The lower portion of the trail was snow-free, but by the time we reached the goat and the larch groves, it was several feet deep. The main trail was hard-packed snow and ice due to all of the foot traffic but wandering off trail trying to take pictures of the larches sans people would definitely have been easier with a pair of snowshoes. The larches were nothing short of spectacular, especially against the snowy-white backdrop. In the late afternoon sun, the color of the needles was so resplendent that you could have painstakingly coated each needle in gold leaf and not known the difference. Individual larches on mountain ridges miles away could easily be picked out, their needles back lit by the sun, shining like beacons in a sea of mountains.
A surprisingly sunny and warm October afternoon in the North Cascades is perfect for larch hunting.
Exploring off trail, gazing out at the Cascades through the larches.
Later in the evening, headed to a lower-elevation (read: warmer) camping spot, I was able to catch the very last rays of sunlight on Liberty Bell Mountain. And just in case larches and a spectacular sunset weren’t enough, the clear skies and nearly full moon were ideal conditions for some nightscapes of the North Cascades!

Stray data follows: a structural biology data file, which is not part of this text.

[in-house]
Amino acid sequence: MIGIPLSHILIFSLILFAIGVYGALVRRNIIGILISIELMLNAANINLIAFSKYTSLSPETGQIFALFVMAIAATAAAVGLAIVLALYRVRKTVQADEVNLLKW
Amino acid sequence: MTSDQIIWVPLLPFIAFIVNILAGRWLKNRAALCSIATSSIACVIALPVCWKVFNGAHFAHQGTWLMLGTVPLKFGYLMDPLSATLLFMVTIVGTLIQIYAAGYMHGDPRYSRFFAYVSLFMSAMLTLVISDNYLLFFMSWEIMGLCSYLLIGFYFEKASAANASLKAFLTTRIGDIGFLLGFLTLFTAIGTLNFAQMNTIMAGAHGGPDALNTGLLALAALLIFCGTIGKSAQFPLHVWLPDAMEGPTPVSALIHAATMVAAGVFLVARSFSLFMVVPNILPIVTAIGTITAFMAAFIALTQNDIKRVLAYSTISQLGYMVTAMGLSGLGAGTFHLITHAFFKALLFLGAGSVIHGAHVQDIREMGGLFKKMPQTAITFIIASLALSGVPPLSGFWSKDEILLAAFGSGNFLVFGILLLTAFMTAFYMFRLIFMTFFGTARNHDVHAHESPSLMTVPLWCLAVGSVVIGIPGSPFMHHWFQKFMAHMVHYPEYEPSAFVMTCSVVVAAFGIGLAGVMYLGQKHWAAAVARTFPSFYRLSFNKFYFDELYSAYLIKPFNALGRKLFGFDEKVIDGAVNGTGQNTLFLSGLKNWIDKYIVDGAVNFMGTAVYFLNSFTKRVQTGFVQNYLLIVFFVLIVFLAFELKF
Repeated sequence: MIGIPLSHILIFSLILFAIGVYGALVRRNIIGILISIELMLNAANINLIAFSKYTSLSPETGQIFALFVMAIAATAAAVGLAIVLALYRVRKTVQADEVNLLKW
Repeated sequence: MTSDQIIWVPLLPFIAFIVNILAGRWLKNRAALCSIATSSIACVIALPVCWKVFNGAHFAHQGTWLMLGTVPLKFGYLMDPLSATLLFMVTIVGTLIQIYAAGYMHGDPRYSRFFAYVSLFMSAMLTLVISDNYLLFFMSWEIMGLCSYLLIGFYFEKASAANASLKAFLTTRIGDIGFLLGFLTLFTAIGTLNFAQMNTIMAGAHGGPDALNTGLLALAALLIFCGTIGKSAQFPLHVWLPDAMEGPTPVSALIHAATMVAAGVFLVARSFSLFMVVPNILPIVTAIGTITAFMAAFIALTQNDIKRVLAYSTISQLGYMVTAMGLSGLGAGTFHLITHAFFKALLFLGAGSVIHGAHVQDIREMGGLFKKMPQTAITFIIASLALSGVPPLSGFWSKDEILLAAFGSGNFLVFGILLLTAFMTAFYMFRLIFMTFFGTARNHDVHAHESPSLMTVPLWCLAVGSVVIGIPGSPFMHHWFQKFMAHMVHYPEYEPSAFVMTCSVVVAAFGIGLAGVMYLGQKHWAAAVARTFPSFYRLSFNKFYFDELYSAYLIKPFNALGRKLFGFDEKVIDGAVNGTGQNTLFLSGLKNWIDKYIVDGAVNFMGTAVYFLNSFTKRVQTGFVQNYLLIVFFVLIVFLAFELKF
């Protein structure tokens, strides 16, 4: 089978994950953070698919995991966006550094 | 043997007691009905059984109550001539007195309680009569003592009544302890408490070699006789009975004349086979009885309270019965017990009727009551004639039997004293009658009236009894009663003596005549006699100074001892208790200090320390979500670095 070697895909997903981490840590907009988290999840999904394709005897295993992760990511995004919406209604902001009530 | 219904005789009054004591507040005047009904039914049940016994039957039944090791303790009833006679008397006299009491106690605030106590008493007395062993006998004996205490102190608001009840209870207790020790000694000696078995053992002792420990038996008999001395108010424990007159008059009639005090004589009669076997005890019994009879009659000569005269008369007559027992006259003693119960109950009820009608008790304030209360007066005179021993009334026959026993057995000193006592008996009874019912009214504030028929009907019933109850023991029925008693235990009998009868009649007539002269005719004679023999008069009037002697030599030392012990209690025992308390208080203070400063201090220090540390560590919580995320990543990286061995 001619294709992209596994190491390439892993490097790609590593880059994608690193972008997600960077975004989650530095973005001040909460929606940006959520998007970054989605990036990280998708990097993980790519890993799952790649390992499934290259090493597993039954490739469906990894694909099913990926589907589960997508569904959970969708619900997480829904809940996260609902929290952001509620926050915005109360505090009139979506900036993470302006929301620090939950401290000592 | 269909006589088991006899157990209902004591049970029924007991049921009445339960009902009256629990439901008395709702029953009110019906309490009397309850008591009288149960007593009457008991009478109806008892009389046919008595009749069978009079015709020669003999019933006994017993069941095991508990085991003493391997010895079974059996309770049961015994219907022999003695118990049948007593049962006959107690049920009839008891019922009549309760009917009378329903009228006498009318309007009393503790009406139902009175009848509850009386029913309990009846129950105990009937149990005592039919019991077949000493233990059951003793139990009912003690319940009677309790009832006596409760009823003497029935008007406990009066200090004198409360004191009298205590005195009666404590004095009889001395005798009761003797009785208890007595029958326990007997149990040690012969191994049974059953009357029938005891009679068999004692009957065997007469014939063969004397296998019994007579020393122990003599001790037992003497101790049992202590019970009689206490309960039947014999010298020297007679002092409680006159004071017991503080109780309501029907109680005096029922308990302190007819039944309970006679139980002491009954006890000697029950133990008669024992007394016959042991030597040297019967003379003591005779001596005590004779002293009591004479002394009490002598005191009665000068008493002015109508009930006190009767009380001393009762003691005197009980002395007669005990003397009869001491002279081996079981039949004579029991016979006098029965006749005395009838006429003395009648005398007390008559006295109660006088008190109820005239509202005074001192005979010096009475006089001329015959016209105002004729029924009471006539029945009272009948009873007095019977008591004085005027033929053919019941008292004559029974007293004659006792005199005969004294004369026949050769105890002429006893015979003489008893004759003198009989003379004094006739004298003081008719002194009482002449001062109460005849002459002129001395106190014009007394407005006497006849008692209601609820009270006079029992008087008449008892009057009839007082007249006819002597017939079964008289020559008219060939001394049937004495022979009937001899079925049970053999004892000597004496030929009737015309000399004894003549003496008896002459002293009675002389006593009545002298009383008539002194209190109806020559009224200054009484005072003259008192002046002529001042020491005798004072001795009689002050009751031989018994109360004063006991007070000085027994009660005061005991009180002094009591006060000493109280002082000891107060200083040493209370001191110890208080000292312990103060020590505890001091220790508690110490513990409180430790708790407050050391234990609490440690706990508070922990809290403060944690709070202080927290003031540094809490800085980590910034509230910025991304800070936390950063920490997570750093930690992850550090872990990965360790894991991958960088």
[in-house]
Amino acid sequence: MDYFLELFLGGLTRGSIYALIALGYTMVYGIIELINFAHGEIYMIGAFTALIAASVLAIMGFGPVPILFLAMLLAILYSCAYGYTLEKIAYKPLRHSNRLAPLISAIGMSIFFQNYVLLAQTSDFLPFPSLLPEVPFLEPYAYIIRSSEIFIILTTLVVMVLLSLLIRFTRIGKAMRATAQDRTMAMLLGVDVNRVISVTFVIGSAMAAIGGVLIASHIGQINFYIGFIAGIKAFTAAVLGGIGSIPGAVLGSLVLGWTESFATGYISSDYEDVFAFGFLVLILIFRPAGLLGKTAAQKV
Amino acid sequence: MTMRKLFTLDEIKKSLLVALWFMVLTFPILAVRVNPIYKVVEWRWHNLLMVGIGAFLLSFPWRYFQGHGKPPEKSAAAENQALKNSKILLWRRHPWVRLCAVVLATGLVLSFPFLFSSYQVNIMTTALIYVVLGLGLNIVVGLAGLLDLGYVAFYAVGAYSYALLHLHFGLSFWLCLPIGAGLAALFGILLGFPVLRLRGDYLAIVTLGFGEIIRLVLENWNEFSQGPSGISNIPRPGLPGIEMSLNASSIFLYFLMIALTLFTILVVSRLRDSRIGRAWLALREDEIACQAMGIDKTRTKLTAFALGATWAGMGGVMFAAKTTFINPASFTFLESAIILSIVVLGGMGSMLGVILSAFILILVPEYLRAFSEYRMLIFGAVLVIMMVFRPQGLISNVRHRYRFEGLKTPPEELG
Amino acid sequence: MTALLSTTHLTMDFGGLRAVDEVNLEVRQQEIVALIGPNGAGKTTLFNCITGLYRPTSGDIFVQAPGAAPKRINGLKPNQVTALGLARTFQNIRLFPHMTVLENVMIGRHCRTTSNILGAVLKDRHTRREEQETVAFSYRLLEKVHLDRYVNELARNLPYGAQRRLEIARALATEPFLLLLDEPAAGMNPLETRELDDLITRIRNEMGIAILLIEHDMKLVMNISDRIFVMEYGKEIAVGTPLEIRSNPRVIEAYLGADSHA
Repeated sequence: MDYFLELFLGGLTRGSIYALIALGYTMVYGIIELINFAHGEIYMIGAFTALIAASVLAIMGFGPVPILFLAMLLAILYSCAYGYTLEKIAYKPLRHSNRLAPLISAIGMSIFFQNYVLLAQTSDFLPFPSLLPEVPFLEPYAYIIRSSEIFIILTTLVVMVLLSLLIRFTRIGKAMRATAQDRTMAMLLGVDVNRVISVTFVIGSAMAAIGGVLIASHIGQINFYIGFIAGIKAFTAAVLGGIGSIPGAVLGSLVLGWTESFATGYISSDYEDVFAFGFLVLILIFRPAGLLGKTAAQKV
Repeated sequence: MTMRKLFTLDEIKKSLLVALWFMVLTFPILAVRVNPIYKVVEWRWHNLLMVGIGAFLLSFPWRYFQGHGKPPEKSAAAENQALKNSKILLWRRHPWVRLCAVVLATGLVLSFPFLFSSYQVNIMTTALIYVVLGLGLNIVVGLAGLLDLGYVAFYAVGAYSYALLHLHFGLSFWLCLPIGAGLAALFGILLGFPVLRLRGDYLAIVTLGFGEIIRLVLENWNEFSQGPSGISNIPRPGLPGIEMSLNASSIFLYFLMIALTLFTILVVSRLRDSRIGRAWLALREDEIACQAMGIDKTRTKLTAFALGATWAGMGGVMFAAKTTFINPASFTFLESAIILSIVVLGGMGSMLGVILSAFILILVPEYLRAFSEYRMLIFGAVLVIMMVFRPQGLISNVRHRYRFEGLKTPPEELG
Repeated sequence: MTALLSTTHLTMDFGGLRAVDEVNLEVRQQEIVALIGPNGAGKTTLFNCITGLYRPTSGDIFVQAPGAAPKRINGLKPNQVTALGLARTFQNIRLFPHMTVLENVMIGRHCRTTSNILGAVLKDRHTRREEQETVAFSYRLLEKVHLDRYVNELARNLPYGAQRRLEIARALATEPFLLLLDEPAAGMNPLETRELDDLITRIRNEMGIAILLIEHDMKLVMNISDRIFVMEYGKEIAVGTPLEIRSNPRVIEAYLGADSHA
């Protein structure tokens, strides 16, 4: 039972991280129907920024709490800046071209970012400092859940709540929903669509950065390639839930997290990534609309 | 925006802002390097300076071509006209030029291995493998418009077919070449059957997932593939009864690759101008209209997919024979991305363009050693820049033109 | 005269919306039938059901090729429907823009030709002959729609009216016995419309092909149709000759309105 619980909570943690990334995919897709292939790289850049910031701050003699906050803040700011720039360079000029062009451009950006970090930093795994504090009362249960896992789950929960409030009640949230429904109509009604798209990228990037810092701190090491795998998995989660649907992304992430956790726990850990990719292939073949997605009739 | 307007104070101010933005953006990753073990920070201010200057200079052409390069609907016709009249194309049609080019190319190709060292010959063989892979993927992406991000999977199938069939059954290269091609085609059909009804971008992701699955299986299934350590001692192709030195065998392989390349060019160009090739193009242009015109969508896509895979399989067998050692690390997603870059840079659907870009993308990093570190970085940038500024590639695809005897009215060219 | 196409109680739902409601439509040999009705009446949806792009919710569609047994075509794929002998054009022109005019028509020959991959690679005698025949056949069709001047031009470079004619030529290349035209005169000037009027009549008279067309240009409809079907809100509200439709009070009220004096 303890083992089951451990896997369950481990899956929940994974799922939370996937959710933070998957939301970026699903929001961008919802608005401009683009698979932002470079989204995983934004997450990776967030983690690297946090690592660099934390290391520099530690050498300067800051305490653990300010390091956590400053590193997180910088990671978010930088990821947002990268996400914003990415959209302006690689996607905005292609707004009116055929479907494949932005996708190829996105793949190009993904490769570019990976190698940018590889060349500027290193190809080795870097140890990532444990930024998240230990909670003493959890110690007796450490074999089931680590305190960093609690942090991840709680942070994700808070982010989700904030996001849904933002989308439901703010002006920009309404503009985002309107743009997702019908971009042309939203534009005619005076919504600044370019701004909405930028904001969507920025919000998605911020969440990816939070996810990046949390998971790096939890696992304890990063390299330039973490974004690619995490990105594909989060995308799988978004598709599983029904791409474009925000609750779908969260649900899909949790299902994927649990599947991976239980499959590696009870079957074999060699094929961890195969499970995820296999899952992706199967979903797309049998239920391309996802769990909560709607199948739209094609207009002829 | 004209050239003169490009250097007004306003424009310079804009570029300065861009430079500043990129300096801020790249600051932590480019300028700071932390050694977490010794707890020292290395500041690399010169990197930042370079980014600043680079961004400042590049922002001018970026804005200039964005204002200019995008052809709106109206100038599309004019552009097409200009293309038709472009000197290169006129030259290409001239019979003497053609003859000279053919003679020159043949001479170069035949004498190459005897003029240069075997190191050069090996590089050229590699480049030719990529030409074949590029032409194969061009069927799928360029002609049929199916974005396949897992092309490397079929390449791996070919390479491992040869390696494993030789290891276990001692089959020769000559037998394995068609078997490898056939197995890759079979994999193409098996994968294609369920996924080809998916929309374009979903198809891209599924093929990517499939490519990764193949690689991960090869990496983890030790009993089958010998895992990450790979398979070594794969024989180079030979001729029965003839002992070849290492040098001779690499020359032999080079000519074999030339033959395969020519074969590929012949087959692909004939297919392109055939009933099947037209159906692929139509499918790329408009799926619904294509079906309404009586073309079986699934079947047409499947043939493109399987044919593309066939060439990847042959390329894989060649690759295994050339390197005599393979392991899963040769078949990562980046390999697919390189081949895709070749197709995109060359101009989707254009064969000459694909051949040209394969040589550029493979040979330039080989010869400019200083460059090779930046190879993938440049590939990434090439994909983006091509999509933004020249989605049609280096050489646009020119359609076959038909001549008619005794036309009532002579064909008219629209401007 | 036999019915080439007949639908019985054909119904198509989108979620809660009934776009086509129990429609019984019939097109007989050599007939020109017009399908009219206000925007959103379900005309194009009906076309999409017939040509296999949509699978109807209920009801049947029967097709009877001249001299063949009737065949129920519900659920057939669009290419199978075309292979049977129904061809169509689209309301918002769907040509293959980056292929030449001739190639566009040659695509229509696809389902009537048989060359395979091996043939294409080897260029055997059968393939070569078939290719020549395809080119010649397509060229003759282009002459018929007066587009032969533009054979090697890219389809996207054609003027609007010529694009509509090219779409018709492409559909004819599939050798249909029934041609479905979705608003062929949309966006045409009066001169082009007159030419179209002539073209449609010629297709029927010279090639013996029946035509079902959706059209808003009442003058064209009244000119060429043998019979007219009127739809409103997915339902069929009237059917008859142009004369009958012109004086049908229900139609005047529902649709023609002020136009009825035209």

Sunset along the North Cascade Highway.
The constellation of Aquila sets over North Cascade peaks illuminated by the Full Moon .
Remnants of early morning fog along the Elwah River
In 1910, the Elwah River on the Olympic Peninsula in Washington State underwent some changes. Big changes. Power was needed to support the burgeoning timber industry in and around Port Angeles, WA. A dam would be built. A 108 foot high dam that would transform the river upstream of it from from a wild, roaring river teeming with five different species of native salmon, into a flat and placid reservoir, filled not with salmon but with sediment. With no fish ladders, these salmon would be denied access to their spawning grounds upriver by a massive concrete block known as the Elwah Dam. Within a few decades, any fish that managed to miraculously jump over the 108 foot high dam would have a second nasty surprise waiting for them just a few miles further upstream, the 210 foot high Glines Canyon Dam, built in 1927.